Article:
3. Set the previous node's next value to the current node's next value.
4. Decrement the list's length.
remove(value) {
if (value === this.head) {
this.length--;
} else {
let current = this.head;
let previous = undefined;
while (current.next) {
// Traverse until target value found or end of list when current.next === null
if (current.value === value) {
previous.next = current.next;
this.length--;
break;
}
}
}
}
// Example --
const sll = new SinglyLinkedList();
sll.remove(8);
console.log(JSON.stringify(sll, null, 4));
// {
//         "value": 5,
//         "next": {
//             "value": 10,
//             "next": {
//                 "value": 13,
//                 "next": null
//             }
//         }
//     },
//     "length": 3
// }

Removing Nodes at Index k

Removing nodes at index k is accomplished in the following steps:

1. Ensure that k is non-negative and less than the list's length.
2. If k === 0, re-set the head to point to it's next value and decrement the list's length.
3. If k > 0, traverse the list k times - keeping track of the previous and current node - and then set the previous node's next value to the current node's next value. Decrement the list.
removeAt(k) {
if (k < 0 || k > this.length) {
return false;
}

if (k === 0) {
this.length--;
} else {
let current = this.head;
let previous = undefined;
for (let i = 0; i < k; i++) {
previous = current;
current = current.next;
}
previous.next = current.next;
this.length--;
}
}
// Example --
const sll = new SinglyLinkedList();
sll.removeAt(1);
// {
//         "value": 5,
//         "next": {
//             "value": 13,
//             "next": null
//         }
//     },
//     "length": 2
// }

The Index of a Value

Locating the index associated with a certain value is accomplished by simply traversing the list until the target value is found and returning how many steps the traversal required. If no value is found we can return -1 or something similar.

indexOf(value) {
let i = 0;
let current = this.head;
while (i < this.length) {
if (current.value === value) {
return i;
}
current = current.next;
i++;
}
return -1;
}

// Example --
const sll = new SinglyLinkedList();
console.log(sll.indexOf(5)); // 0
console.log(sll.indexOf(8)); // 1
console.log(sll.indexOf(13)); // 2

The Node at Index k

Locating the node at a particular index is accomplished by simply traversing the list k times and returning the resulting node. As done before, we also first check to make sure a valid index is provided.

nodeAt(k) {
if (k < 0 || k > this.length - 1) {
return false;
}
let current = this.head;
for (let i = 0; i < k; i++) {
current = current.next;
}
return current;
}

// Example --
const sll = new SinglyLinkedList();
console.log(JSON.stringify(sll.nodeAt(1), null, 4));
// {
//     "value": 8,
//     "next": {
//         "value": 13,
//         "next": null
//     }
// }

We saw that only forward traversal (starting at the head) was possible in singly linked lists. Enabling forward and backward traversal is possible by adding a previous or prev property to each node and a tail property to the linked list. The result is a doubly linked list and conceptually looks like: Creating Node and DoublyLinkedList Classes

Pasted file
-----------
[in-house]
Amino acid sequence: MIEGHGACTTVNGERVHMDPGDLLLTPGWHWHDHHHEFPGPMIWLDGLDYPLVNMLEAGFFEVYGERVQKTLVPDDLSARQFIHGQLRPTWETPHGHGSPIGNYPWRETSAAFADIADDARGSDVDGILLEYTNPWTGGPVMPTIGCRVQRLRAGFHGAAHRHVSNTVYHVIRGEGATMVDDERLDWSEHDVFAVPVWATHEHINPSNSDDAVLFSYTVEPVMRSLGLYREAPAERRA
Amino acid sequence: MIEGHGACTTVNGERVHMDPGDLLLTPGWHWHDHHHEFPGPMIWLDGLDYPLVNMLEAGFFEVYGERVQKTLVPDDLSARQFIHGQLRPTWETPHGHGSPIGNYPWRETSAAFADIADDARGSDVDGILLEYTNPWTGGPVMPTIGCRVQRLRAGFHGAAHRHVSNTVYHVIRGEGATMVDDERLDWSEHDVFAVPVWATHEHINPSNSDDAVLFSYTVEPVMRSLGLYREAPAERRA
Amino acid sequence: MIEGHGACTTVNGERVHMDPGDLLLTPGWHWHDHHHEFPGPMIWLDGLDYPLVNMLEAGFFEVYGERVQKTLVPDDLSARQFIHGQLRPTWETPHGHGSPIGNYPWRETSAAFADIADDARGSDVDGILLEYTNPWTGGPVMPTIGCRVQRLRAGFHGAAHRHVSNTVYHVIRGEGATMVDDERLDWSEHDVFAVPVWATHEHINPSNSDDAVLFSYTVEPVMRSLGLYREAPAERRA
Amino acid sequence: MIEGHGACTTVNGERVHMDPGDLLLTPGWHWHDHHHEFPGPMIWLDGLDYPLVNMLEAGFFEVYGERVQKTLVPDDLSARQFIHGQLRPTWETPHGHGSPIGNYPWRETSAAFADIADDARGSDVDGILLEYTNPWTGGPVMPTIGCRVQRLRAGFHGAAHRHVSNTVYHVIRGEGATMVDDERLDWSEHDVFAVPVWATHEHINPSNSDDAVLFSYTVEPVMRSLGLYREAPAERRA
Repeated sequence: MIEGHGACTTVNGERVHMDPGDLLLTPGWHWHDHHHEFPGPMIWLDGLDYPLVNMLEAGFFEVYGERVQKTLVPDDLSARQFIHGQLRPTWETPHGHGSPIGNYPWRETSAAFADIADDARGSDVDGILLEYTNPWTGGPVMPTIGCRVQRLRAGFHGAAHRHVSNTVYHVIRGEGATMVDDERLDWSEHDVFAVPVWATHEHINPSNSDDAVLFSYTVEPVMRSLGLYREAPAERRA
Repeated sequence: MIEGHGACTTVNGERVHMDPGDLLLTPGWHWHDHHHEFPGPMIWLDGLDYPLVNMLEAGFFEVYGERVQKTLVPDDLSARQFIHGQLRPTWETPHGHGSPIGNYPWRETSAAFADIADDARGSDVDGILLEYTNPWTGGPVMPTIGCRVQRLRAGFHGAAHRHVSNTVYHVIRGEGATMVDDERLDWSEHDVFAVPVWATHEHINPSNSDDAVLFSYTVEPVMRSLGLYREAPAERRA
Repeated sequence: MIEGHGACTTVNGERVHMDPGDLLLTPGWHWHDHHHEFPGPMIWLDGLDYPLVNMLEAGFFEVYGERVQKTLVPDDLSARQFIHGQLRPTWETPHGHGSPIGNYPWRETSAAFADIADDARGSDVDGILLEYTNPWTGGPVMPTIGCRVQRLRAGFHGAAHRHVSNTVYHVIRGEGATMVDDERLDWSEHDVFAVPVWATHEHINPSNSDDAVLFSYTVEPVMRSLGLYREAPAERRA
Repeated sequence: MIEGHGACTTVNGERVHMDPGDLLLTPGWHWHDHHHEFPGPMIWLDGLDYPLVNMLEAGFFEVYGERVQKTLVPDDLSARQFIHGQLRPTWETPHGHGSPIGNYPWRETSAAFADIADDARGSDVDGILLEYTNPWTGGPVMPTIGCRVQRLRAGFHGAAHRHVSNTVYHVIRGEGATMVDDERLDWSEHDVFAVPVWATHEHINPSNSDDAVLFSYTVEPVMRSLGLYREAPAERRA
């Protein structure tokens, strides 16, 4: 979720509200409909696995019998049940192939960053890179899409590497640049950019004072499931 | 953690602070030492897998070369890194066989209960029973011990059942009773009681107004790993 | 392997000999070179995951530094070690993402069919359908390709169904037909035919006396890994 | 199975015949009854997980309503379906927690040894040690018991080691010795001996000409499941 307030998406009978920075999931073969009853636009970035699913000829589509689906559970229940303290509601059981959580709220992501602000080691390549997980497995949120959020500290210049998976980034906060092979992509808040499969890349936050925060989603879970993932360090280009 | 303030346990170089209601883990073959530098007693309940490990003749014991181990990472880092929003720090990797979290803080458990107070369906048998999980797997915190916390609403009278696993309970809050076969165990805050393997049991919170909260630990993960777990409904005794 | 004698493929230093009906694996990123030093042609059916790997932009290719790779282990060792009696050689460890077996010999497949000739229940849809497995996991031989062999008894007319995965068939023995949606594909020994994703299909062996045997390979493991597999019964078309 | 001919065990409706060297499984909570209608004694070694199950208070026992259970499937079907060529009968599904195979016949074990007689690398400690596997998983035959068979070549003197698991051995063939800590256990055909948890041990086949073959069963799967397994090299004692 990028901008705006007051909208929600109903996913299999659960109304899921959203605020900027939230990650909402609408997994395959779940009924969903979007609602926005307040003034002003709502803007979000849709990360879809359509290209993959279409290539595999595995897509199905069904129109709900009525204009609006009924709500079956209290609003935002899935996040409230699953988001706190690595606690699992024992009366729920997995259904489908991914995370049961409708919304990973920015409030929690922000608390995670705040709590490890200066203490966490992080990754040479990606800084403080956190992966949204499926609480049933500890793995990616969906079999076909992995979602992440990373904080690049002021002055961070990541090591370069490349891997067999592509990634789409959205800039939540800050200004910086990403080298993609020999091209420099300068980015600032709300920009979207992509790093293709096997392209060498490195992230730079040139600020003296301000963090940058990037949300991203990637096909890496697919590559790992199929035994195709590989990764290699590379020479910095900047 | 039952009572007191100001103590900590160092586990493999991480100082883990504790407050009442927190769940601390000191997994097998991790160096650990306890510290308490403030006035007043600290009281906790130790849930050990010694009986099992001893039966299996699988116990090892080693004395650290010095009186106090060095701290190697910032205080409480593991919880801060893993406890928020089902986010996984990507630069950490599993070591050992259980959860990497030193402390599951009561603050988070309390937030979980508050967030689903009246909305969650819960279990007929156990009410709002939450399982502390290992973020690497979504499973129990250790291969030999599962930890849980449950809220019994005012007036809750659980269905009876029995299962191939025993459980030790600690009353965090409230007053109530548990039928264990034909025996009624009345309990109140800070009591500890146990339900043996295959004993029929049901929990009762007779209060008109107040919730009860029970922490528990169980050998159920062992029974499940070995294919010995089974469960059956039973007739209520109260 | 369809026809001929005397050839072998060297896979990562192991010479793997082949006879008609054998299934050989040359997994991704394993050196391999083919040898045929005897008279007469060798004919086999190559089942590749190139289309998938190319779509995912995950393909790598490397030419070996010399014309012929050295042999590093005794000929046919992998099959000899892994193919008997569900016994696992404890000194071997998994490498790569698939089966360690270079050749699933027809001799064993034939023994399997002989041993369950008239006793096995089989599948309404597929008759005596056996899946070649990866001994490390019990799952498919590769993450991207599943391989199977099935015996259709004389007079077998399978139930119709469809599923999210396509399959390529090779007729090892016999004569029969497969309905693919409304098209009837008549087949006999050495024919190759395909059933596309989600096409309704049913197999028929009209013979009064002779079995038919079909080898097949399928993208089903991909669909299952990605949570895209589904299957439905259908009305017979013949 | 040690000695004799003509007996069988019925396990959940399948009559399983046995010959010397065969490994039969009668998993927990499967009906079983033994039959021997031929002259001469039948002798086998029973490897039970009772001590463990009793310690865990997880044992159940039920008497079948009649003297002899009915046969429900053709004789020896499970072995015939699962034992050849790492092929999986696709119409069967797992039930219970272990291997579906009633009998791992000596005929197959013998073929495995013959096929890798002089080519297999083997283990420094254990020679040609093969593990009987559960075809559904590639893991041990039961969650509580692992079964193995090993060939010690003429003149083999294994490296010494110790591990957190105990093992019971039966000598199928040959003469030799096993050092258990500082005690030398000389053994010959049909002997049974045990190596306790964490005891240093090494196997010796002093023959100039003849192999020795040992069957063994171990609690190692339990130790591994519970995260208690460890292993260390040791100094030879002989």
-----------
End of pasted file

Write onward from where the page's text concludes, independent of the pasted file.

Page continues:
Each Node in the list is instantiated with some value (e.g., an integer) and next and prev properties set to null.

class Node {
constructor(value) {
this.value = value;
this.next = null;
this.prev = null;
}
}

The list is instantiated by defining three properties: a head and tail that initially are set to null and a length that is initially zero.

constructor() {
this.tail = null;
this.length = 0;
}

// New methods to be added next
display() {}

removeAtTail() {}
removeAtIndex(k) {}
removeAtElement(element) {}
}

const dll = new DoublyLinkedList();
console.log(dll);
// DoublyLinked { head: null, tail: null, length: 0 }

Displaying the List

Logging a doubly linked list to the console is a bit tricky due to the circuitous nature of the the prev pointers. I prefer to display the head, tail, and each node on new lines surrounded by arrows representing their prev and next properties:

display() {
let dataString = 'Head => ' + '\n';
let current = this.head;
while (current !== null) {
dataString += '<-' + current.value + '->' + '\n';
current = current.next;
}
dataString += '<= Tail';
return dataString;
}

Adding nodes at the head of the list is accomplished in the following steps:

1. If the list is empty, point the head and tail to the new node.
2. If the list is not empty:
• Set the new node's next property to the head's current value (i.e., the current first node in the list).
• Set the current first node's prev property (this.head.prev) to the new node.
• Reset the head to point to the new node.
3. Increment the list's length.
let node = new Node(value);
// First node
this.tail = node;
} else {
}
this.length++;
}
// -- Example
const dll = new DoublyLinkedList();
console.log(dll.display());
// <-5->
// <-8->
// <-13->
// <= Tail

Addings Nodes at the Tail

Adding nodes at the tail is nearly identical to adding at the head:

1. If the list is empty, point the head and tail to the new node.
2. If the list is not empty:
• Set the new node's prev property to the tail's current value (i.e., the current last node in the list)
• Set the current last node's next property (this.tail.next) to the new node.
• Reset the tail to point to the new node.
3. Increment the list's length.
let node = new Node(value);
if (!this.tail) {
// First node